menaw grass were extensively used. In Arizona and New Mexico we find the maguey, extending down into Peru. In the remaining parts of South America there are a number of bast fibers in use. Thus, we may conclude that the use of bast fibers was general except among the highly specialized hunting peoples of the extreme North and South.
Cotton, though a vegetable fiber, is a wool rather than a bast. Fiber experts claim that it is only the cultivated varieties that can be successfully spun. Proceeding from north to south we first encounter cotton in the Pueblo area of the United States. That it was grown in what is now the great cotton belt of the United States is improbable, but from the Pueblo country down through Mexico to Peru, cotton was the great textile fiber. The known varieties were white and brown. In other parts of South America and the Antilles a little cotton was grown, chiefly to be used in making hammocks.
Taking a general view of the preceding facts, we note that the distribution of cotton culture is in the main coincident with the regions of higher culture; at least, it is not found among non-agricultural peoples. Wool fibers appear in three disconnected regions: around Peru, British Columbia, and the lower Mississippi. Bast fiber, on the other hand, is practically universal, but shows decided specialization in the several food areas.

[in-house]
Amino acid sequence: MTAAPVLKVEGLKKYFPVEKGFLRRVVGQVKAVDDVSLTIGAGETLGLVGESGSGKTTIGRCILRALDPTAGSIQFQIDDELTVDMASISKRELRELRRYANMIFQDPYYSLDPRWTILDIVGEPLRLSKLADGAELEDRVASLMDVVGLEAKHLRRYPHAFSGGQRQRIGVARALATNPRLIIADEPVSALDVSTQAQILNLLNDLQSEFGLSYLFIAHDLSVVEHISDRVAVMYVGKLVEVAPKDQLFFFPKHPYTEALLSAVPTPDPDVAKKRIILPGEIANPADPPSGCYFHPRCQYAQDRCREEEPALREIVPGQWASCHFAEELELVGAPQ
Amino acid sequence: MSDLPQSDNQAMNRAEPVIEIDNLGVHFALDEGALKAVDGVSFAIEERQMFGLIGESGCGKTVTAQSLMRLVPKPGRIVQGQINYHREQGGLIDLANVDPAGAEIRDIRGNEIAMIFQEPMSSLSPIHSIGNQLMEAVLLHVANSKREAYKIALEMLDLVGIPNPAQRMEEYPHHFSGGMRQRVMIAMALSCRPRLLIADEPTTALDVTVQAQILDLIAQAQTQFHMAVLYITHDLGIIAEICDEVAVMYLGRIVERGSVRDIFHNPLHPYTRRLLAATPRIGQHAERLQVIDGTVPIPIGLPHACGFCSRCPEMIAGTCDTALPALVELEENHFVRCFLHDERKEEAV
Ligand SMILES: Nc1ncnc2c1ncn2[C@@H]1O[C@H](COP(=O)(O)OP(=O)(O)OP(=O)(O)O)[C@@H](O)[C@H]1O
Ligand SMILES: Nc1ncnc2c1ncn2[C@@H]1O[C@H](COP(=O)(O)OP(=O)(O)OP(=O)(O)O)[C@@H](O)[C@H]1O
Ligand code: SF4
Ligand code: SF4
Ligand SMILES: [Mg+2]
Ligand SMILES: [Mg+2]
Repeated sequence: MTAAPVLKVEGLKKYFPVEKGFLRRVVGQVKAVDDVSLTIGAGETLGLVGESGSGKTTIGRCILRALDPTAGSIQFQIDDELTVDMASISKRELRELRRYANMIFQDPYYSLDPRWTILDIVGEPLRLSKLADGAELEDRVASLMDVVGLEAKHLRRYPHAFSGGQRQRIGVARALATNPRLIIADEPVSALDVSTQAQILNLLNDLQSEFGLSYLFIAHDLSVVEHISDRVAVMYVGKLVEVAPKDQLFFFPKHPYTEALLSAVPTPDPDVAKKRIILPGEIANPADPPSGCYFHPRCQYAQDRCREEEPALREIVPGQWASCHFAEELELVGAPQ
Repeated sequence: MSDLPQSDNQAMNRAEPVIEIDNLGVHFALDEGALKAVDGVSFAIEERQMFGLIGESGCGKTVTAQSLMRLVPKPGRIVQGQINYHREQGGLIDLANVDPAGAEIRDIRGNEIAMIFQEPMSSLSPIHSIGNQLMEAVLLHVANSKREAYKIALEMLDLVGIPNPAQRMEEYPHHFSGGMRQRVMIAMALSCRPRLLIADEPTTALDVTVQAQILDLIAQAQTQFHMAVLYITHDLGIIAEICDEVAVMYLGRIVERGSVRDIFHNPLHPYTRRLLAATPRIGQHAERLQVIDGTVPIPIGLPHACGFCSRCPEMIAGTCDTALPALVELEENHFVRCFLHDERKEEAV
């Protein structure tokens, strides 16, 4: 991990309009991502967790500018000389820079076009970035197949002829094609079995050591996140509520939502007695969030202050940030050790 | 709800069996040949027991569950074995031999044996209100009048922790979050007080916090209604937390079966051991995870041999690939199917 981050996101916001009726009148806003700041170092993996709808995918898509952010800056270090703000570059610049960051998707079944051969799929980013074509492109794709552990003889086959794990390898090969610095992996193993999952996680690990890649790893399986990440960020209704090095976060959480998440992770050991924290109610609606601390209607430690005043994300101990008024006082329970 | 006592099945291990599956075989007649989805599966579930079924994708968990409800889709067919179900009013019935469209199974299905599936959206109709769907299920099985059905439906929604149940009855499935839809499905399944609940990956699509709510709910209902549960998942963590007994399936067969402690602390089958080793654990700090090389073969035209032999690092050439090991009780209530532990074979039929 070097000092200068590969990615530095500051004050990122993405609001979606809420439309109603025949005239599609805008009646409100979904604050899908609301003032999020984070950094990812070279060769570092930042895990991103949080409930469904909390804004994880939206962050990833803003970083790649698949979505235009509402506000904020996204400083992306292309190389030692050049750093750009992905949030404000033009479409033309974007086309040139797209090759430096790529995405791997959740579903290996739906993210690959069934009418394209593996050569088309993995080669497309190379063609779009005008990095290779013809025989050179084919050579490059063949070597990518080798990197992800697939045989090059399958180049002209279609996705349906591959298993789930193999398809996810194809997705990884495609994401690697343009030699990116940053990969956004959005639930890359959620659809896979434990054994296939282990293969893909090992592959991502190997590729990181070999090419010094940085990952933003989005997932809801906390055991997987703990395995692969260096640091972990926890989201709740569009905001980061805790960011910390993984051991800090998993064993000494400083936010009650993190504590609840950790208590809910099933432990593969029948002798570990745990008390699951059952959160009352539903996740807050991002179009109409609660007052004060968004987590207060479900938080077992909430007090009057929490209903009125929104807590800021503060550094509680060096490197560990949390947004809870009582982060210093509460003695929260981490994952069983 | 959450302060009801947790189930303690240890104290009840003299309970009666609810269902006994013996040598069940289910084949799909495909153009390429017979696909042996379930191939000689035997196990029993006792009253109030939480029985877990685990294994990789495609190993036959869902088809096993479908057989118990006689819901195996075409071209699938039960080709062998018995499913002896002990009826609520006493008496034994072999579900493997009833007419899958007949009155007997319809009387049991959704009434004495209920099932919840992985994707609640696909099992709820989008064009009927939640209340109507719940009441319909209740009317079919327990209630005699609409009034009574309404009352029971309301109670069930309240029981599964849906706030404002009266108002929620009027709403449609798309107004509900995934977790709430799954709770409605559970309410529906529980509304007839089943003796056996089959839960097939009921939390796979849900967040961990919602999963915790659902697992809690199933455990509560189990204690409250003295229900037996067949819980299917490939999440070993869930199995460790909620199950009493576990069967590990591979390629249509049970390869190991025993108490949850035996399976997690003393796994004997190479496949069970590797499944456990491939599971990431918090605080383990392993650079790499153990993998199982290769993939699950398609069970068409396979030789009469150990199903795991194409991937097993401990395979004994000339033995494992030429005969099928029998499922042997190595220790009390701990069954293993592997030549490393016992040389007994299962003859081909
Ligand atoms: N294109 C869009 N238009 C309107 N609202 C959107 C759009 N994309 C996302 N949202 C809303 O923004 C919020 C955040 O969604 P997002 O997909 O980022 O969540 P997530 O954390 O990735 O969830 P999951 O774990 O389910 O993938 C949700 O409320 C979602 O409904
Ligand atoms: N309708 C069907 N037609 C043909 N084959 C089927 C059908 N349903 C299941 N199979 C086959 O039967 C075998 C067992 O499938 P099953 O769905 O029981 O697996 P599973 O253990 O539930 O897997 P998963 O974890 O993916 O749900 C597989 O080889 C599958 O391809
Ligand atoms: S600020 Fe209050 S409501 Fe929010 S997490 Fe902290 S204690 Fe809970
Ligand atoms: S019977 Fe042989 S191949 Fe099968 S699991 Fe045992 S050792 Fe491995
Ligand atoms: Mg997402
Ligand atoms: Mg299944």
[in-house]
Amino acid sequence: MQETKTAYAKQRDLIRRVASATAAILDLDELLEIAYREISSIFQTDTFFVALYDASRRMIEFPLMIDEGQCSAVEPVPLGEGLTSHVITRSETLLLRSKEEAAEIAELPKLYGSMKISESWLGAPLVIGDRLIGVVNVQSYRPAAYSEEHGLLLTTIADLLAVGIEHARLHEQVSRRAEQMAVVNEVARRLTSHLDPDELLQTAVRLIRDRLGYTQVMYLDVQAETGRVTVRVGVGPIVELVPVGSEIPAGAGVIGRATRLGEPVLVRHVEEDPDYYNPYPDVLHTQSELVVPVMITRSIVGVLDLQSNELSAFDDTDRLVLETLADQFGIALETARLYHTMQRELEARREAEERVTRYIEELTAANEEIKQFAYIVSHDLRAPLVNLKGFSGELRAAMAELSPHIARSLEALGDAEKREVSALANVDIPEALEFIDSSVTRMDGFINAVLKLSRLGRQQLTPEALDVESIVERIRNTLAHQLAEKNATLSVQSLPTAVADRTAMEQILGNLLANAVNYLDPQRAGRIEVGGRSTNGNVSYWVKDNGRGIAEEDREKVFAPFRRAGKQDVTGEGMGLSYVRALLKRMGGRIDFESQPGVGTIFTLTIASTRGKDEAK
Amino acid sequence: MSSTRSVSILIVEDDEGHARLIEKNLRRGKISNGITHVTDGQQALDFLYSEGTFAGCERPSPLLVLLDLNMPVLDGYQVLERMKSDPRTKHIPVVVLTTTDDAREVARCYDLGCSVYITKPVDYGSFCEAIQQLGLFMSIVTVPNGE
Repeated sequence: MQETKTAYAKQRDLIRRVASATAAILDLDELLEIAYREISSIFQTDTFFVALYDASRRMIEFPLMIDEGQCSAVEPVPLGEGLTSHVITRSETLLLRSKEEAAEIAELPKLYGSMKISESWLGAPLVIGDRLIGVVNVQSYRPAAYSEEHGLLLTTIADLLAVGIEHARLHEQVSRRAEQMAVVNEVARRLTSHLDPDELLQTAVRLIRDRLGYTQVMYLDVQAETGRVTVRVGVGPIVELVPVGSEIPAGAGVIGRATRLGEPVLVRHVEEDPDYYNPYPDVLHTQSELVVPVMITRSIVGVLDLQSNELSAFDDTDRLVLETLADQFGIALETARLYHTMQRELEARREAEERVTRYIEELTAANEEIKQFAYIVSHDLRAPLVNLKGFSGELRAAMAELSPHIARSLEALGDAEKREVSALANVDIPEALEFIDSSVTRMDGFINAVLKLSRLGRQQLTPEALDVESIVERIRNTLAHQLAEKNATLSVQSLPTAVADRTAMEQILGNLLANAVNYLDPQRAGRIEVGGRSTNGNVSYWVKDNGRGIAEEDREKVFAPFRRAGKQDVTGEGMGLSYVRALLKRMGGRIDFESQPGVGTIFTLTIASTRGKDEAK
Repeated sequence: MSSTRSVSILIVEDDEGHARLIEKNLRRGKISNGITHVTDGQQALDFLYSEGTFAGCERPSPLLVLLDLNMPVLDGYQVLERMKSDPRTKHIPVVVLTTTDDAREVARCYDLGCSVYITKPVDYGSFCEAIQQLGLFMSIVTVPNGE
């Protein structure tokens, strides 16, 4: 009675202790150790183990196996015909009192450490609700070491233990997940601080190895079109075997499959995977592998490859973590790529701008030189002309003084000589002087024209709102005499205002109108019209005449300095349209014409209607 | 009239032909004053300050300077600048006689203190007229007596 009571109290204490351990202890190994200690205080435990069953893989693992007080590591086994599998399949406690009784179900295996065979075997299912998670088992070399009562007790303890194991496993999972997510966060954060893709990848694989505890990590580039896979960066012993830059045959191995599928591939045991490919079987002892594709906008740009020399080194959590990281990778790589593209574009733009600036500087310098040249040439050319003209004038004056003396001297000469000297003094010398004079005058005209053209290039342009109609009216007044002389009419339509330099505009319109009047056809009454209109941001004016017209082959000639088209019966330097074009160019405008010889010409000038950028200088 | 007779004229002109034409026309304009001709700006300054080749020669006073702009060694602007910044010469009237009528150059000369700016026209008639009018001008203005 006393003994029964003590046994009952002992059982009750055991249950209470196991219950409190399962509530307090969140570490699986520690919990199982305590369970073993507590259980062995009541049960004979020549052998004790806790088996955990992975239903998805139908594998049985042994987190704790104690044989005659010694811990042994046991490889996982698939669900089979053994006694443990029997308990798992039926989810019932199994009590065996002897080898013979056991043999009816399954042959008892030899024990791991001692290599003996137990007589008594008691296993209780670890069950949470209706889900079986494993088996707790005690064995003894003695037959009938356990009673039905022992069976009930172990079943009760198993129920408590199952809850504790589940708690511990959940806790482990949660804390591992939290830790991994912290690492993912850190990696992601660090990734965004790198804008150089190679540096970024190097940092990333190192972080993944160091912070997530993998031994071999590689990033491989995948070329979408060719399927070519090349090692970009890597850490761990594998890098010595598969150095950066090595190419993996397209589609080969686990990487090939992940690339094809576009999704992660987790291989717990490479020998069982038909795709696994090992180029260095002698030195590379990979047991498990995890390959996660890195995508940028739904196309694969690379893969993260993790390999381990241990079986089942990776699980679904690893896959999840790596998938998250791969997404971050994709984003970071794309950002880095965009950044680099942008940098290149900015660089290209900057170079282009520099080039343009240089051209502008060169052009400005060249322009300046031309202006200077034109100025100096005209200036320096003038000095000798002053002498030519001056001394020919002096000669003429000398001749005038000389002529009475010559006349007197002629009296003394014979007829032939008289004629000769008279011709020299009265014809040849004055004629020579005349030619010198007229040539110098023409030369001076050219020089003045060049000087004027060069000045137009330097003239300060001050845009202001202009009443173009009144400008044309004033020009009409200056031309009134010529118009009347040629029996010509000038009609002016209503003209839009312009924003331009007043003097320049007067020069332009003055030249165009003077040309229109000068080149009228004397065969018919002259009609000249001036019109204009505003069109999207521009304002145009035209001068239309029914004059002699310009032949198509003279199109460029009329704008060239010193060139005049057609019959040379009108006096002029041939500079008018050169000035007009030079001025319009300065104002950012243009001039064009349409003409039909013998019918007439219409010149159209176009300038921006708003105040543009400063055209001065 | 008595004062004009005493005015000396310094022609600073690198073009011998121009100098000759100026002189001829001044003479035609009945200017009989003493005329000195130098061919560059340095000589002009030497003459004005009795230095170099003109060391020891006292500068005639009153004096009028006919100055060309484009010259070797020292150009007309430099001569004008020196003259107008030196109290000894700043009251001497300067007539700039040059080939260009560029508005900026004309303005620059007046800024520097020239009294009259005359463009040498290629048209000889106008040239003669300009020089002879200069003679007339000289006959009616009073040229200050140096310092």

One other class of fiber not generally recognized by us is sinew, or tendon. Among the Eskimo and the Indians of Canada it is of the greatest importance and also holds a high place in the bison area, the salmon area, and the northern part of the eastern maize area. In fact, when skin clothing is made, we find it in use, even in the guanaco area of South America.